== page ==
By Maila Baje
Prime Minister Khadga Prasad Oli returned home from Davos to what is becoming a bleakly familiar reception. Oli’s rivals – especially within the ruling Nepal Communist Party (NCP) – have a knack for using the premier’s absence to stir the waters. Reporters, then, throng the airport arrival lounge for Oli’s reaction.
This time, Oli tried to play down developments. Yet you could see through his composure. Oli’s trademark allegorical deflections couldn’t contain his underlying exasperation. The joint statement issued by the United Nations Office and nine embassies in Kathmandu on the need to accelerate transitional justice had irked Oli so bad that he felt compelled to lash out in Switzerland.
Insisting that Nepal’s peace process was moving in the right direction, Oli added: “We managed the conflict and the fight is now over. Some wounds have been left, but we will cure them as well.” Astonished by the emergence of an alliance of sorts, he couldn’t resist adding that the western powerhouses held an ideological bias against the Nepali government because was led by a communist party. Having to remind the world of his government’s communist orientation might have been a net plus at the world’s largest gathering of capitalists. But, alas, not so on the sidelines.
It would be tempting to see ideology as the prime driver of NCP co-chair Pushpa Kamal Dahal’s latest outburst of acerbity. The man hasn’t sounded this infuriated since that televised address in 2009 during which he resigned the premiership.
Still, Dahal’s condemnation of an American-instigated ‘imperialist coup’ in Venezuela seemed to be aimed less at President Donald J. Trump. If the Americans were expecting swift reciprocity to their nascent overtures to the Oli government, they now know that Dahal isn’t about to give the prime minister a free hand. Central to the Indo-Pacific or not, Nepal will always be strategically placed in any China containment/encirclement endeavor. If there is a price for Nepal’s participation, the proceeds will have to be distributed equitably.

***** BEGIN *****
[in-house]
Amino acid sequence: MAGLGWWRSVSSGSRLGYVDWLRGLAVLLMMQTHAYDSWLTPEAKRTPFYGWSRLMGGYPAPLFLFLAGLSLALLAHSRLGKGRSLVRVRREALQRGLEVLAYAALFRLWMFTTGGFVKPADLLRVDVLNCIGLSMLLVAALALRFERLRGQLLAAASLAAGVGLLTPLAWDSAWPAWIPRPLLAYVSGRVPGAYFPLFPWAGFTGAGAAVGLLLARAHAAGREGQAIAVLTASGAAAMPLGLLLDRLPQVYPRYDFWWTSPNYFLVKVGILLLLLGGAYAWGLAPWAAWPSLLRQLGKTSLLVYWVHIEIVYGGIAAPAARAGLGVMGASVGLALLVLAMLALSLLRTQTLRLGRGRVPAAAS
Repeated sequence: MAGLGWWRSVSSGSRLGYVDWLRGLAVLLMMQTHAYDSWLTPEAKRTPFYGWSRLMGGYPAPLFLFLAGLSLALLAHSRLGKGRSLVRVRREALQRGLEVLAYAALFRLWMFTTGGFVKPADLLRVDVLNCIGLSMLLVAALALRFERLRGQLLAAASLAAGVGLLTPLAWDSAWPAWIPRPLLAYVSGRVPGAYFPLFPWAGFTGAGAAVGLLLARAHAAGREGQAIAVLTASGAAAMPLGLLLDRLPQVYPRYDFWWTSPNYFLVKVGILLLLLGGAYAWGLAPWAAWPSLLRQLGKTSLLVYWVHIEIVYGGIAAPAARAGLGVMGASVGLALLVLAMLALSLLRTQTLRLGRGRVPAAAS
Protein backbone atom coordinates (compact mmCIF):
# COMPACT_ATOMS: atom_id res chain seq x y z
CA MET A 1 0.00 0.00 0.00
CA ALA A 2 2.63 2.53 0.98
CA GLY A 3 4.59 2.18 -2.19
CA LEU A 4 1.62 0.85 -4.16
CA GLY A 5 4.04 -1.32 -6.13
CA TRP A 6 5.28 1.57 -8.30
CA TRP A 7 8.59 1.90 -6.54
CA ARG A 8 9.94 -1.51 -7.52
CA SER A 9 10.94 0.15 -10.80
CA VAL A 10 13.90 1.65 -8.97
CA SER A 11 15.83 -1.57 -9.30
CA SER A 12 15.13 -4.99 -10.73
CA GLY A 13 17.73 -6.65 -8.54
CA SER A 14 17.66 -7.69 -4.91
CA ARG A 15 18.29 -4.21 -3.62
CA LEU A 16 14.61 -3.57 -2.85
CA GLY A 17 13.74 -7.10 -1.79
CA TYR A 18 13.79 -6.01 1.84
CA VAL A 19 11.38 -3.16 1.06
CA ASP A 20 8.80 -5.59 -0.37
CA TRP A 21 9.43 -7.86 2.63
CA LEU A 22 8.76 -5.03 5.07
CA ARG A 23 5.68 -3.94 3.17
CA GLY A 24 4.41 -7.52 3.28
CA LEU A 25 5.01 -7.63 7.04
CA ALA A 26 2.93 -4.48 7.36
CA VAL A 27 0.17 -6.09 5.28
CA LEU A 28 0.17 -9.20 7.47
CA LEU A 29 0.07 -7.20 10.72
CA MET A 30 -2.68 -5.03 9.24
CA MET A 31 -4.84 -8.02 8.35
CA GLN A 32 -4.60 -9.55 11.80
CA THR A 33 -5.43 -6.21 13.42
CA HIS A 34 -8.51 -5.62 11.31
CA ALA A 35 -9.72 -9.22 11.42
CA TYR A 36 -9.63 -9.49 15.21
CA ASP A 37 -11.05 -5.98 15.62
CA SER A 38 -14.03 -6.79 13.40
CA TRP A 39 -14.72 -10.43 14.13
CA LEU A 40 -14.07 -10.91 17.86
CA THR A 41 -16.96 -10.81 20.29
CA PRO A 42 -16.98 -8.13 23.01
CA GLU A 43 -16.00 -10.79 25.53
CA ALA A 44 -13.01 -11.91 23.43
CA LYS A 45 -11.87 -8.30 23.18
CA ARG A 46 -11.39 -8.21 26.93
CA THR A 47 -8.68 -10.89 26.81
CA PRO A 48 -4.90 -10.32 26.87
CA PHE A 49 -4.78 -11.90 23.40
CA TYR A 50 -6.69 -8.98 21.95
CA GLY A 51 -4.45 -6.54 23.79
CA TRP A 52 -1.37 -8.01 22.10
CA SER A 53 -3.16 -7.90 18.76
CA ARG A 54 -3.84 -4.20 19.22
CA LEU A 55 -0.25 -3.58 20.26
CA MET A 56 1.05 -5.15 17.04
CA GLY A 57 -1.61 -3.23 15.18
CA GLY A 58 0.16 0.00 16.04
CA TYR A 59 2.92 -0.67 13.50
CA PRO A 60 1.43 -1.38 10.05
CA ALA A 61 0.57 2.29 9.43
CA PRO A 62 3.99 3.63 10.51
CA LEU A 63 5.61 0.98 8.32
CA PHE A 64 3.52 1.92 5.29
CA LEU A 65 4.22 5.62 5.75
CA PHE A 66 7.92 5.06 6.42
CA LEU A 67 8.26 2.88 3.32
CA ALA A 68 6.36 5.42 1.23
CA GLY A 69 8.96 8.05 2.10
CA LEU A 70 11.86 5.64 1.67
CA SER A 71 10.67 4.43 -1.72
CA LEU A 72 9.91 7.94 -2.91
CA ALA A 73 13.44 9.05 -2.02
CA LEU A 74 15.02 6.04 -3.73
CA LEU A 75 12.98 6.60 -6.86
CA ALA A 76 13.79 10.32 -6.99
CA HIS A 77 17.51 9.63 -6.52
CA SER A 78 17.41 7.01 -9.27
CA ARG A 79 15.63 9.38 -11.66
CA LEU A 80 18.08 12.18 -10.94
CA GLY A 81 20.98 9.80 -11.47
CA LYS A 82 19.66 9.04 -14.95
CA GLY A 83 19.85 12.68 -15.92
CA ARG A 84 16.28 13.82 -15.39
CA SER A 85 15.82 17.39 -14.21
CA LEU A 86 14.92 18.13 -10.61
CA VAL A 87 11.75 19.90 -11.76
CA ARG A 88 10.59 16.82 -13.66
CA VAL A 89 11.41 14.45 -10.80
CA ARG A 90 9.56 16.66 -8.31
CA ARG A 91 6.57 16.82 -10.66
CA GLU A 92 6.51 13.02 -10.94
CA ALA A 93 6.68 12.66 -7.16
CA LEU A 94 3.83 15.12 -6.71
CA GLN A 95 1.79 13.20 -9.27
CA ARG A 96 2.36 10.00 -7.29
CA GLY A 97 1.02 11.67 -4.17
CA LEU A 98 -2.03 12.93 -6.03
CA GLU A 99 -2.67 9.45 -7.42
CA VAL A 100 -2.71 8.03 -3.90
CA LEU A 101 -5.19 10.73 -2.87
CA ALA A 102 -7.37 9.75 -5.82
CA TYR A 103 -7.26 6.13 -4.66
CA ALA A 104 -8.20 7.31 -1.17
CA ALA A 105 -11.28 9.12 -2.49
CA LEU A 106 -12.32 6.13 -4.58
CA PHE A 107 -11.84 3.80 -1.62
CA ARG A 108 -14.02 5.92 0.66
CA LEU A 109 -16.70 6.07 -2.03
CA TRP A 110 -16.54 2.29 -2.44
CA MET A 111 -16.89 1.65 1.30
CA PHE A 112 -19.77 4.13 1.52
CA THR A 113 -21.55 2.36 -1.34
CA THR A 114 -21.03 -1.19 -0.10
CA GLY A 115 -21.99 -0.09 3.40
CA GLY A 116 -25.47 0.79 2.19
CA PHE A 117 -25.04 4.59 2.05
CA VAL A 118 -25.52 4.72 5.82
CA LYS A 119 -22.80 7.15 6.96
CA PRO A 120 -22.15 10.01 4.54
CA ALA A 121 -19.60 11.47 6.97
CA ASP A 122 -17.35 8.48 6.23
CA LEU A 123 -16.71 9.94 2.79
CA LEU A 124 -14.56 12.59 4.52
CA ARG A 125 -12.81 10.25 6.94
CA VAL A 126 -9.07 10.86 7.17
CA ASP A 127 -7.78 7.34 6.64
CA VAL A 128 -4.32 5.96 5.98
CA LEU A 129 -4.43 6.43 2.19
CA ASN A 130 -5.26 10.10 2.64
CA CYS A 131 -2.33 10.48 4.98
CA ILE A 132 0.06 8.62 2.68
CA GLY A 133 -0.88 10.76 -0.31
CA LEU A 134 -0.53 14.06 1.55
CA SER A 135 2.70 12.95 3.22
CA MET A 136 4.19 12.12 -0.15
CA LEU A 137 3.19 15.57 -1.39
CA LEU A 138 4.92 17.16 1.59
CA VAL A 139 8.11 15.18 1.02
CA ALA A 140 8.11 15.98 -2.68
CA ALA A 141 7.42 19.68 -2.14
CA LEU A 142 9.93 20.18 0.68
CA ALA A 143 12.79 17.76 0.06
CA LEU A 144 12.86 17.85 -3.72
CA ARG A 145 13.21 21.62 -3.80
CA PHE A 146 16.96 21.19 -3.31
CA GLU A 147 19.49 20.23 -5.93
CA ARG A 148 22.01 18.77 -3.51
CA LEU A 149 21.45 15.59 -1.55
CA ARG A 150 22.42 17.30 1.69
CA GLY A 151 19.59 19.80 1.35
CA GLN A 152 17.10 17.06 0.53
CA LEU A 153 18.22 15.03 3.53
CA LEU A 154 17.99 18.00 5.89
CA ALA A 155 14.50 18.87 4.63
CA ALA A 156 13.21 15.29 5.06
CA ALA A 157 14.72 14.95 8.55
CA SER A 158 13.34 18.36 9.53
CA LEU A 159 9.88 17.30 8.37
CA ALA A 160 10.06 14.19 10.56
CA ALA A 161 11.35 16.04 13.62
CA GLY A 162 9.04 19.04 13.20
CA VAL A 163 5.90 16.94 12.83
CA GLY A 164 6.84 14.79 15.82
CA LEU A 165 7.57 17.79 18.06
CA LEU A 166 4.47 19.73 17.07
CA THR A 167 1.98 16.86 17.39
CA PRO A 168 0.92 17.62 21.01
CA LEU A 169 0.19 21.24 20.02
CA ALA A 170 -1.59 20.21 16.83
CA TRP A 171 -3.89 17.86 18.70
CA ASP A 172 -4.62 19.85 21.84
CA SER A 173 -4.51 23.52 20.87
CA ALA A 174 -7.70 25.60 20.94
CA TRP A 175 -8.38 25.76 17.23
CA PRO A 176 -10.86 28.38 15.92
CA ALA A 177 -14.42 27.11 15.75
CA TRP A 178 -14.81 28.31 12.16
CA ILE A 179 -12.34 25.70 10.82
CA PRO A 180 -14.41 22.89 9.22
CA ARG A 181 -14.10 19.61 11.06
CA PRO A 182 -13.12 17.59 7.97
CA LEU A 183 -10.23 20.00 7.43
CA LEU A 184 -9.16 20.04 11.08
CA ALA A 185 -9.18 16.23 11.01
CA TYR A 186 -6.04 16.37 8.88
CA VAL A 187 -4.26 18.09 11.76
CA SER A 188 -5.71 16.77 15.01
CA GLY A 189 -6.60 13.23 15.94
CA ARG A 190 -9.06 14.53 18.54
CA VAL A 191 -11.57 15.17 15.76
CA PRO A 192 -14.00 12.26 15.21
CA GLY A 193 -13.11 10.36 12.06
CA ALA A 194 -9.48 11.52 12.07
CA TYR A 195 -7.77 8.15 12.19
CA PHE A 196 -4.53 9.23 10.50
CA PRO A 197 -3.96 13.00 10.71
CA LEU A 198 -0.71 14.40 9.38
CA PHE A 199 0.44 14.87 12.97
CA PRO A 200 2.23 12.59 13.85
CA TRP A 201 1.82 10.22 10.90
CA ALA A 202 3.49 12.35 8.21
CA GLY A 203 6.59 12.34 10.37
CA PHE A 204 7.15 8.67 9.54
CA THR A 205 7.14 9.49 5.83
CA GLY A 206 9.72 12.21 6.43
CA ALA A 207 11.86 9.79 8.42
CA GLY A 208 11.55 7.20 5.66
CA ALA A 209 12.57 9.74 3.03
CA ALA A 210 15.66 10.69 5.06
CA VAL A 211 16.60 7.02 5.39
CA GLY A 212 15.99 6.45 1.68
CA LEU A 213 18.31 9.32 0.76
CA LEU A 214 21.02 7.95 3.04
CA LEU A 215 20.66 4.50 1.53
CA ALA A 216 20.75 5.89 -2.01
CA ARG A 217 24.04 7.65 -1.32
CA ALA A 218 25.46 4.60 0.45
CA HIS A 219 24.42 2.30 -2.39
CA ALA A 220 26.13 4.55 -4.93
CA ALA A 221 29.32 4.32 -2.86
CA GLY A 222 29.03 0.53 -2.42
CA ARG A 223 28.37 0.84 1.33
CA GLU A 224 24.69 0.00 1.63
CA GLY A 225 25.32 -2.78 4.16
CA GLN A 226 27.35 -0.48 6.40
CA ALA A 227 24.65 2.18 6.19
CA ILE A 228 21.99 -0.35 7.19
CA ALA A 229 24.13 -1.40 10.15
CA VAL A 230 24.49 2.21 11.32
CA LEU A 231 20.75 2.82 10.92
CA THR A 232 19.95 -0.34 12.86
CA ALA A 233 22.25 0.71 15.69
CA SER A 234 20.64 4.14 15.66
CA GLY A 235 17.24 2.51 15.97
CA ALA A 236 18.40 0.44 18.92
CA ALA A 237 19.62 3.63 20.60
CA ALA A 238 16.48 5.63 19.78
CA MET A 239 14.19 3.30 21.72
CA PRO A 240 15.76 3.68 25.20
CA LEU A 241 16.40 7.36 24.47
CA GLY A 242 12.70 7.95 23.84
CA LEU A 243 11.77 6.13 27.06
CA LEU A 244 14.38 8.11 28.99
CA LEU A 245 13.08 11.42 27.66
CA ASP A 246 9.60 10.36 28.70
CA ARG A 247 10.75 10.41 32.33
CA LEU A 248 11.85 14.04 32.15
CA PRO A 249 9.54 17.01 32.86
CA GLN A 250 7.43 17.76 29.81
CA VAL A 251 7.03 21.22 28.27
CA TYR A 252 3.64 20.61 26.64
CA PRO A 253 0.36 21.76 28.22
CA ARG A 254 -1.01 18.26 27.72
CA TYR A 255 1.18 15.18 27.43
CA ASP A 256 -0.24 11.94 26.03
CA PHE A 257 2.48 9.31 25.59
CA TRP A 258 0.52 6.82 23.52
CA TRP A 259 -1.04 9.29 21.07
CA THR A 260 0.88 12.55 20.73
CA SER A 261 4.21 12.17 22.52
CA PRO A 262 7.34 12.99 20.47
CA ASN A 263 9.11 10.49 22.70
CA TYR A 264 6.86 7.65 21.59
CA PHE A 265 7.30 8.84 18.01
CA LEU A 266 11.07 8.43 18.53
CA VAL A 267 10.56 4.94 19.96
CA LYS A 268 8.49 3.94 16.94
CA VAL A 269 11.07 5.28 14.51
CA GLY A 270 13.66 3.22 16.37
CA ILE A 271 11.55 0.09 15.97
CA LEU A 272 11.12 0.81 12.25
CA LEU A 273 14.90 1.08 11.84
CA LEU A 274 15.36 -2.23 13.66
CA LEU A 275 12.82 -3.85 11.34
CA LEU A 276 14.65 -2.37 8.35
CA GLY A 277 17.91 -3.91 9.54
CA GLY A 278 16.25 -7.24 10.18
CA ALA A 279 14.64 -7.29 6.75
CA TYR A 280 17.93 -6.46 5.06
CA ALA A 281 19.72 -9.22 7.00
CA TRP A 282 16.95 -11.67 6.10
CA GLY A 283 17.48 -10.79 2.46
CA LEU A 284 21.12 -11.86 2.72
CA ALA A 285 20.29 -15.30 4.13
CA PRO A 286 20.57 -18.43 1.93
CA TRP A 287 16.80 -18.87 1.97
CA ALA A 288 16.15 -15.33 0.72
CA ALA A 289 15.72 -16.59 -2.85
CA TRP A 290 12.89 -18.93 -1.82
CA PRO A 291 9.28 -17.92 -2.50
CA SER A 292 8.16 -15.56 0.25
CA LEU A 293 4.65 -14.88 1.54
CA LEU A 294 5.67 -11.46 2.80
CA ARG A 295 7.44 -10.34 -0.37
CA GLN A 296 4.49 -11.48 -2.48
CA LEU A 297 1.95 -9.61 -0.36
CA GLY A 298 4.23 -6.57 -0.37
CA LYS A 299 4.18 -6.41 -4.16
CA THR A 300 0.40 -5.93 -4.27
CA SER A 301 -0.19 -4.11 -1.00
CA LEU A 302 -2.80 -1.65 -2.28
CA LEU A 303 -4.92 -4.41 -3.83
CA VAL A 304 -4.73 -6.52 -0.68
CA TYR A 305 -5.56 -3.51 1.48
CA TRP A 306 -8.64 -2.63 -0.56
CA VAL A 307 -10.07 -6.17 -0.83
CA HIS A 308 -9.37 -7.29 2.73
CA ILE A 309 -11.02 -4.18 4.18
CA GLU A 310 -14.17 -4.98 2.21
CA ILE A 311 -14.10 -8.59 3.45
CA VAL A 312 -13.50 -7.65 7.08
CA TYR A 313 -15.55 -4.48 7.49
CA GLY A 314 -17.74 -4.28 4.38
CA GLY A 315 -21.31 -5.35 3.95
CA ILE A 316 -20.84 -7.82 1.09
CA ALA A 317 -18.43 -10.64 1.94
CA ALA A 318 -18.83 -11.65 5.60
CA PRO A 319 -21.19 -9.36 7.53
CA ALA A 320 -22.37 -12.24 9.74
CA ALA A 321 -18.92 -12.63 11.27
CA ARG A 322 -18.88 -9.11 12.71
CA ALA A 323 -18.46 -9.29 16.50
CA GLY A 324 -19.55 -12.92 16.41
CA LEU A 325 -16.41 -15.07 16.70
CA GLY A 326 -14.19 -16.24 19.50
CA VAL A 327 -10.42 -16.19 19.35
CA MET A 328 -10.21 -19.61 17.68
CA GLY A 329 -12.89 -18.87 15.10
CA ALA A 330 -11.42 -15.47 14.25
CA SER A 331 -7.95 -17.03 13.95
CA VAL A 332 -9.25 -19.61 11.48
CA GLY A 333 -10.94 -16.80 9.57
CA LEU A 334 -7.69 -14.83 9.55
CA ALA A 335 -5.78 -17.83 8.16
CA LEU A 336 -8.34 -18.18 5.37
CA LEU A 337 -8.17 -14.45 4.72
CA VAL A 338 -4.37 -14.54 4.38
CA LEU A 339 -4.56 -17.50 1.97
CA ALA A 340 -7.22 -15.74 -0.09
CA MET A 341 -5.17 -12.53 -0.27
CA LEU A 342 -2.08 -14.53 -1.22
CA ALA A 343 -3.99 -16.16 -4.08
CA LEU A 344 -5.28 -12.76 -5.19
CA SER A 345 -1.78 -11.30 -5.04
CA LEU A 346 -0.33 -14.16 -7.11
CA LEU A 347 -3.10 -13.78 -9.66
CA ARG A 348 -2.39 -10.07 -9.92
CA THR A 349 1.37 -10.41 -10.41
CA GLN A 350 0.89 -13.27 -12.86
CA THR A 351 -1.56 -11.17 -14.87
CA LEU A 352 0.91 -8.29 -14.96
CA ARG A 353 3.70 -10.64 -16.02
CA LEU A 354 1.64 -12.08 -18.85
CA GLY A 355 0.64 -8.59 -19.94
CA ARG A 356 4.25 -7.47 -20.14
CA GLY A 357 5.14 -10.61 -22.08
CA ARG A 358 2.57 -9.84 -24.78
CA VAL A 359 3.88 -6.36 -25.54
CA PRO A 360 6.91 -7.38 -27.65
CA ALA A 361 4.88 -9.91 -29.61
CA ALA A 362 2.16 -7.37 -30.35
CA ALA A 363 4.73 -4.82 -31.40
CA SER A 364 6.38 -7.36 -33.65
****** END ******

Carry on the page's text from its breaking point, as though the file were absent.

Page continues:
NCP senior leader Madhav Kumar Nepal, adept at landing punches at the most convenient moments, used Oli’s absence to voice displeasure at the way the party was being run. With our communist government’s ostensible rightward drift having started making headlines farther afield, Madhav Nepal saw another opening.
Rejecting the notion that the recent – and hugely controversial – Asia-Pacific summit had anything to do with Christianity, Madhav Nepal listed all the dignitaries who arrived to take part and how that heightened Nepal’s international profile. If the event was indeed so great, you would have expected Madhav Nepal to take full credit. But, no, he generously acknowledged that he had convened the summit jointly with Oli. Given the grief the prime minister got for his overtly Hindu public persona during Dasain, Oli might have expected to evade some of the summit splatter.
The opposition Nepali Congress, for its part, is in agitation mode following the passage of the Medical Education Bill through what it considers the government’s underhand means. Congress luminaries have started reminding the NCP not to forget how the Ranas and the monarchy were swept into the dustbin of history.
Our comrades’ grasp of history is certainly no sloppier than anyone else’s. They remember that the Nepali Congress’ two-thirds majority didn’t matter a whit when the axe fell in 1960. More broadly, they also know the Nepali Congress needed the monarchy to oust the Ranas and the Marxist-Leninists to overthrow the partyless Panchayat system. And when it came to the monarchy, the Nepali Congress needed the Maoists as well as the Marxist-Leninists.
It will take Oli much more than mockery of the main opposition party’s swollen sense of significance when the danger he needs to watch against lays within.